The upshot was that police declared it a good "self-defense" shooting, but the DA, reviewing the case only saw "Felon husband" and looked at photos of the gun laying on the rumpled bed and declared it "constructive possession" by the felon and "providing" on her part. He even steered the case to an ultra-liberal judge for the arraignment who set the bail extremely high.

Two things saved them a complete trial. First was that the judge in the preliminary hearing was very good. Second, their lawyer had obtained the 911 tapes and the call-taker could be heard telling the woman to put the gun down seven times on the tape. Each time she said she "couldn't until police arrrived" and the final time when told police were there, she said "Okay, I'm putting it down now." The judge was certainly not friendly to the idea of prosecuting for "a technical violation" in the aftermath of a traumatic event. He eventually tossed it out calling the DA's "theory" that a sick man could have slipped past his wife and four police to gain access to the gun.
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Old September 20, 2010, 01:55 PM   #32
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^^^ That DA should be job hunting.

A friend in Memphis has had to deal with a similar situation. To avoid risk to his wife, they have no firearms in their home, as far as I know.
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Old September 23, 2010, 05:30 AM   #33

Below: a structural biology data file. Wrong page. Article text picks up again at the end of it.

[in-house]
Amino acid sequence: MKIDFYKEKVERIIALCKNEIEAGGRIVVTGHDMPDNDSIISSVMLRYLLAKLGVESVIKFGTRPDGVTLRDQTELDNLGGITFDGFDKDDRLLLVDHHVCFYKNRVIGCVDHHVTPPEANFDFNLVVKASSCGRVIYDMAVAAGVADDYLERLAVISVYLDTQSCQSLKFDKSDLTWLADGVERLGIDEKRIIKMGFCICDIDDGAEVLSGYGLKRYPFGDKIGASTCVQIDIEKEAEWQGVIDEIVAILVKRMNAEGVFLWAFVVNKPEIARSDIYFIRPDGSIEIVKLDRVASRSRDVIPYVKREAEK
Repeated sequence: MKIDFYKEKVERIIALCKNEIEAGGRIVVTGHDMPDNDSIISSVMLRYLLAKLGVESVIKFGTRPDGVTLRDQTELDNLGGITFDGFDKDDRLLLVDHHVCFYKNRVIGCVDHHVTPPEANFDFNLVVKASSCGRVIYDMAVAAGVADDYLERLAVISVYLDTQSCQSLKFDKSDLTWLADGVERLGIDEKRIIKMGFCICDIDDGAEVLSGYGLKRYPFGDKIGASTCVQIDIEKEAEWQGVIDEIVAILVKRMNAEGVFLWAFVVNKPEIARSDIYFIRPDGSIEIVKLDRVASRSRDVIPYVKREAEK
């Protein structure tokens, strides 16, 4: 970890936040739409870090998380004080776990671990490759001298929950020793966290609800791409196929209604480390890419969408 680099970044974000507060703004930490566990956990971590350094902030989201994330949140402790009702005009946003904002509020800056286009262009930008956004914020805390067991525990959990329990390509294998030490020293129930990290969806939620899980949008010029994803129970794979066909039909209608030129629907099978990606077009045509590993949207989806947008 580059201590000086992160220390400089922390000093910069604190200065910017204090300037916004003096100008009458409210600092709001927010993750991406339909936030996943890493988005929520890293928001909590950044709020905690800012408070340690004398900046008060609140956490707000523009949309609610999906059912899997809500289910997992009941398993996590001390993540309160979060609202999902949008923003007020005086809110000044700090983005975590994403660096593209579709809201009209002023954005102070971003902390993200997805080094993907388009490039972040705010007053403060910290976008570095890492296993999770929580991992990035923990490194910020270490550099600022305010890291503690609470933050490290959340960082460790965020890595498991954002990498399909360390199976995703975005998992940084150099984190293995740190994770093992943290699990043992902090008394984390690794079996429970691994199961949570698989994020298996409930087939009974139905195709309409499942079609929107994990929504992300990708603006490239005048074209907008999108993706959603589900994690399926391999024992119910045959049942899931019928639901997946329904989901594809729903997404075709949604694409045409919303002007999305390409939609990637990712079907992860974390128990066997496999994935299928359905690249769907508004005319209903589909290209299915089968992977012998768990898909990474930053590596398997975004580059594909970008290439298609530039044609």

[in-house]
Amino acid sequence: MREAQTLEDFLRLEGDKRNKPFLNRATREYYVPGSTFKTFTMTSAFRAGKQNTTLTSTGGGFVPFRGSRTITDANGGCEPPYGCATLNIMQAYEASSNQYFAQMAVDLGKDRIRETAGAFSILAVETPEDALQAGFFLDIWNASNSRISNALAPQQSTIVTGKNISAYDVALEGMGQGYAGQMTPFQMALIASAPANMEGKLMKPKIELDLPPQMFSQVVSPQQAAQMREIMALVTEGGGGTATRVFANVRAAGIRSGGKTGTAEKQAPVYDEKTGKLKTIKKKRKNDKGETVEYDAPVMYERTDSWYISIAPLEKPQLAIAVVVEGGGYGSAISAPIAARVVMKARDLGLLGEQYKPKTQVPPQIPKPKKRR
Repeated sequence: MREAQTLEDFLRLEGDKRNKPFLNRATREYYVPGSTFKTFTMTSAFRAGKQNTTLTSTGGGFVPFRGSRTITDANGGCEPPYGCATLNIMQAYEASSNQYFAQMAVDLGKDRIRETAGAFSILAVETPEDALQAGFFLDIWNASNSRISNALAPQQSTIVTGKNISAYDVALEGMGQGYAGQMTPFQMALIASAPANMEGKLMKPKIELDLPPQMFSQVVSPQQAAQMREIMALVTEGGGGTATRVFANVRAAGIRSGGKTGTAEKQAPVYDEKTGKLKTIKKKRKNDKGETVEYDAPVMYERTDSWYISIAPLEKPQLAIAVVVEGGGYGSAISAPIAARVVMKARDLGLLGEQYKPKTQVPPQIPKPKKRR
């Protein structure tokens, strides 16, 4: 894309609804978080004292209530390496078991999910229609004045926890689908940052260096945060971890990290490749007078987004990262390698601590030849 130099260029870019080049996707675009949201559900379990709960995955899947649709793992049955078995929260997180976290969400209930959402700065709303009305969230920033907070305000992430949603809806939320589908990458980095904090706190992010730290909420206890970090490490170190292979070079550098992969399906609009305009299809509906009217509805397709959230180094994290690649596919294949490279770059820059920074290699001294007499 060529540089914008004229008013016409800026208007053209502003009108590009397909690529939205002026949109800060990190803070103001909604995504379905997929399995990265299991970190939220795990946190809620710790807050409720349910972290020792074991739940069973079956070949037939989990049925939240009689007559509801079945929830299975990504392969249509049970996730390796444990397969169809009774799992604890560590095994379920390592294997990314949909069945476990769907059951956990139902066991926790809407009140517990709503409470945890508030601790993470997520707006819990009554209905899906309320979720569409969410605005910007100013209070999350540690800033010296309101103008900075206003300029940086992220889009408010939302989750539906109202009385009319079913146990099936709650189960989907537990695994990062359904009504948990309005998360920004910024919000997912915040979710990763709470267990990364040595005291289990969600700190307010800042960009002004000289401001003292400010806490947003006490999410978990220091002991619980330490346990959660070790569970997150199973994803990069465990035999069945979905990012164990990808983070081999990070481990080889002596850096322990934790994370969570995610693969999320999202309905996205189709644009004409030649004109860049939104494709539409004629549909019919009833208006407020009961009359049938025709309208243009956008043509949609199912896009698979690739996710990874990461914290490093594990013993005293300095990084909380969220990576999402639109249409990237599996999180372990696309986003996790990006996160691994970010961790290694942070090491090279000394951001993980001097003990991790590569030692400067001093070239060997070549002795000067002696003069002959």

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I called the local ATF branch yesterday and spoke with one of their agents.

He told me that here in Missouri, Charles can not even hunt with a muzzle loader, but if he lived in Kansas he could.

Suzy can own all the firearms she wants. But, like most of you said, she needs to make sure he has no access to them. The recommendation is to have Suzy keep them at a friends house.

He went on to say that normally there would not be any problem, but if Charles ever had a serious run in with the law again, they might go digging around and use any firearm in the home against him.

His final statement was "Why take the chance?"

So thanks for all of the replies and the info you provided. Seems most of you either work for or know what the ATF rules are. Good Job all!
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Old September 23, 2010, 06:52 AM   #34
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Nothing like getting the info from the proverbial horses mouth.
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Old September 23, 2010, 08:35 AM   #35
hogdogs
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From myfwc.com (florida's fish and wildlife site) and in the "ask myfwc" section using "felon hunting" as my search criteria, we get the following...

Note the "antique" description... Charlie could hunt in florida...

Quote:

In regard to use of firearms by felons: It is illegal in Florida for convicted felons to possess firearms, including muzzle loading guns, unless the convicted felon has had his/her civil rights restored and firearm authority restored by the state's Clemency Board or the gun qualifies as an antique firearm under Florida statute 790.001(1). Properly licensed convicted felons may hunt with bows or crossbows during hunting seasons when such devices are legal for taking game.